Plot: Very Good.  For the most part, the events that happened took on a very grand scale.  As mentioned above in Purpose, the smaller plot points served to highlight the grander ones.  The plot served a dual purpose.  First, it essentially shoved our main characters towards the resolution.  This made the characters seem smaller and the world bigger at the same time.  Second, the grander plot points made a definite impact on both the contours of the story and world.  Very interesting in execution and very solidly done.

Storytelling: Masterpiece.  The storytelling here was truly special.  The way that it was told combined the over-acted feel of the characters and grand scope of everything to create a very unique experience in Anime.  It felt as though I was watching a western stage play.  The grander sequences used an operatic theme that really solidified this impression.  It was the storytelling that really created the sense of small characters caught up in something huge.  We mostly followed the main characters.  However what was interesting was the way they managed to keep the viewer’s knowledge relatively limited to the characters’ field of view, yet giving enough information for us to see the grander forces at play. We would see glimpses of the large cogs turning and the world move in a way that really seemed to make the other goings-on the main focus of the show, accomplished from a generally limited perspective.   The story really chronicled the main characters being swept along by the story, almost helpless and powerless against the current.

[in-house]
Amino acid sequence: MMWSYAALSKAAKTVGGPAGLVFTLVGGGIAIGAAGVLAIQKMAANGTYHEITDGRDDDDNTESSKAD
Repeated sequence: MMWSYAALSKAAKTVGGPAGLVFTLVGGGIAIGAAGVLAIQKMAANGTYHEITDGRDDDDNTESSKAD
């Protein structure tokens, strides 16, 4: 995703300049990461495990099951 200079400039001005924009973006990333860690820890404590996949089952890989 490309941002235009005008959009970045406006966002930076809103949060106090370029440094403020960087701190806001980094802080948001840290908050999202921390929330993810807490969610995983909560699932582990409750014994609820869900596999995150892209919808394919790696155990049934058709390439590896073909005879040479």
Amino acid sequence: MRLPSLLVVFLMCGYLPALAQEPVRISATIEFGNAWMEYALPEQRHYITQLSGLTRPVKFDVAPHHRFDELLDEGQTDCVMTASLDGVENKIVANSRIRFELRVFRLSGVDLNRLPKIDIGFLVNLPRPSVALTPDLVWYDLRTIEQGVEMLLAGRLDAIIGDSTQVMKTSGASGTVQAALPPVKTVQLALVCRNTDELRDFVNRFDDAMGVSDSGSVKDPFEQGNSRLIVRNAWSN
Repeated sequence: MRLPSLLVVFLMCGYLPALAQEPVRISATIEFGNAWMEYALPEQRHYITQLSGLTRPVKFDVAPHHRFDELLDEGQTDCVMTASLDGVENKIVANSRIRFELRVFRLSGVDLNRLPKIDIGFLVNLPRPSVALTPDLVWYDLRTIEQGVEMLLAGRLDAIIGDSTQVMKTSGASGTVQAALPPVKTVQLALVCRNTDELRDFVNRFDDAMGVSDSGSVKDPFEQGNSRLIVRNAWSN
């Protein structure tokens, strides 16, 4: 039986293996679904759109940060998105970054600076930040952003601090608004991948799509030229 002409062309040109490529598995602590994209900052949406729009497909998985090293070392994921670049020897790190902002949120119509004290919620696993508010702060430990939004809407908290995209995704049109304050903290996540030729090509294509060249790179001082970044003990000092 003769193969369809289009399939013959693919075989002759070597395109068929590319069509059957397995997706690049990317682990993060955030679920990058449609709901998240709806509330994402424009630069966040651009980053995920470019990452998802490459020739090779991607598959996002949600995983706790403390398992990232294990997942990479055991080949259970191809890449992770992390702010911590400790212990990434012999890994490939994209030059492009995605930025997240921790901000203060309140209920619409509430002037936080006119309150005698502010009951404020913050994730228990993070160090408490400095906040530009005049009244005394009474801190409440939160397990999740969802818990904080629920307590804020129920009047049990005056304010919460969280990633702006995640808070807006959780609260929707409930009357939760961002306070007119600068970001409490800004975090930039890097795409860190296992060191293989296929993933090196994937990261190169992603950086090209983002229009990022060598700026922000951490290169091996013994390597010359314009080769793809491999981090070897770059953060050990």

Pace: Good.  Since we were following the main characters, the pace that we went at was their pace.  While competent, it gave a little bit of a disconnect, especially in the middle.  The characters were moving somewhat slowly while other things, that we didn’t really see or know, were moving much faster.  Eventually, the characters’ pace sped up to match the speed of the world nearer to the end.

FINAL THOUGHTS: This was a really enjoyable anime to watch.  There was some pretty cool stuff going on and the mood was really special.  I found the anime really unique since it felt like a western stage play.